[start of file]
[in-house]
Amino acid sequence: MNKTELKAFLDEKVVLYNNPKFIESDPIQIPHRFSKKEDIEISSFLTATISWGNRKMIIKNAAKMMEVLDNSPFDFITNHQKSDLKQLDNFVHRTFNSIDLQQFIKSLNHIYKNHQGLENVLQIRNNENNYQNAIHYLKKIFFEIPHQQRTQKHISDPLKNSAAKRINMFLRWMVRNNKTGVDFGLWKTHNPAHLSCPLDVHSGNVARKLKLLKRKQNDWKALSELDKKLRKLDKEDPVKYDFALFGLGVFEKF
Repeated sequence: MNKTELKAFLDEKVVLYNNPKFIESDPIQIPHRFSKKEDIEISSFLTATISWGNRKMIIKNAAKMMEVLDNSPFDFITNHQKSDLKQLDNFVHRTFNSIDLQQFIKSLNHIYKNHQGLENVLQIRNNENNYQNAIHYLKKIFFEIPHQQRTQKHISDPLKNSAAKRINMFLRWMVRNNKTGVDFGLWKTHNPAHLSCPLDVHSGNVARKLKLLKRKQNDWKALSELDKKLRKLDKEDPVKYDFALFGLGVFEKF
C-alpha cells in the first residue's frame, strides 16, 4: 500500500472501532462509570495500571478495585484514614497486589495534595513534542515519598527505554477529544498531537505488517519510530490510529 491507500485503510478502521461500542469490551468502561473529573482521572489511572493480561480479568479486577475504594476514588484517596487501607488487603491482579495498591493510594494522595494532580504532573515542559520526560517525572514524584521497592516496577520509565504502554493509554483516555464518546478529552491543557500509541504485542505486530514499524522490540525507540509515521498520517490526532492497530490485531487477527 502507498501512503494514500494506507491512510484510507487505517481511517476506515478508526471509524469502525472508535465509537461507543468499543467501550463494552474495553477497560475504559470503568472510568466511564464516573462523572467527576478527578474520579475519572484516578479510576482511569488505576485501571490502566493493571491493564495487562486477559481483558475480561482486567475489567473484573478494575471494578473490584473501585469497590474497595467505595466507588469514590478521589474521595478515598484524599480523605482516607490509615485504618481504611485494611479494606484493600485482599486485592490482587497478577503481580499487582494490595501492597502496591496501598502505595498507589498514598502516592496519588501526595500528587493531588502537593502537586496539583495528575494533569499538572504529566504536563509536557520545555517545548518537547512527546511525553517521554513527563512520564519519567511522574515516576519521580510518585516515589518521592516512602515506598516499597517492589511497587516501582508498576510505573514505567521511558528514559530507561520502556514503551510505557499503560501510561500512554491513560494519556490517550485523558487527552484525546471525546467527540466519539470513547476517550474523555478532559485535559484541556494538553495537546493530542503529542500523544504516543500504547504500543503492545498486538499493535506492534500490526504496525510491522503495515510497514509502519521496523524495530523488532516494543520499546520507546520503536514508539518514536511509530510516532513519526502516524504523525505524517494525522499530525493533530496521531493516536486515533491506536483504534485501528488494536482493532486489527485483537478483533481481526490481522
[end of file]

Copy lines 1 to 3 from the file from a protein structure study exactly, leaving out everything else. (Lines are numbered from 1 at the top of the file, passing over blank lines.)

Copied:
[in-house]
Amino acid sequence: MNKTELKAFLDEKVVLYNNPKFIESDPIQIPHRFSKKEDIEISSFLTATISWGNRKMIIKNAAKMMEVLDNSPFDFITNHQKSDLKQLDNFVHRTFNSIDLQQFIKSLNHIYKNHQGLENVLQIRNNENNYQNAIHYLKKIFFEIPHQQRTQKHISDPLKNSAAKRINMFLRWMVRNNKTGVDFGLWKTHNPAHLSCPLDVHSGNVARKLKLLKRKQNDWKALSELDKKLRKLDKEDPVKYDFALFGLGVFEKF
Repeated sequence: MNKTELKAFLDEKVVLYNNPKFIESDPIQIPHRFSKKEDIEISSFLTATISWGNRKMIIKNAAKMMEVLDNSPFDFITNHQKSDLKQLDNFVHRTFNSIDLQQFIKSLNHIYKNHQGLENVLQIRNNENNYQNAIHYLKKIFFEIPHQQRTQKHISDPLKNSAAKRINMFLRWMVRNNKTGVDFGLWKTHNPAHLSCPLDVHSGNVARKLKLLKRKQNDWKALSELDKKLRKLDKEDPVKYDFALFGLGVFEKF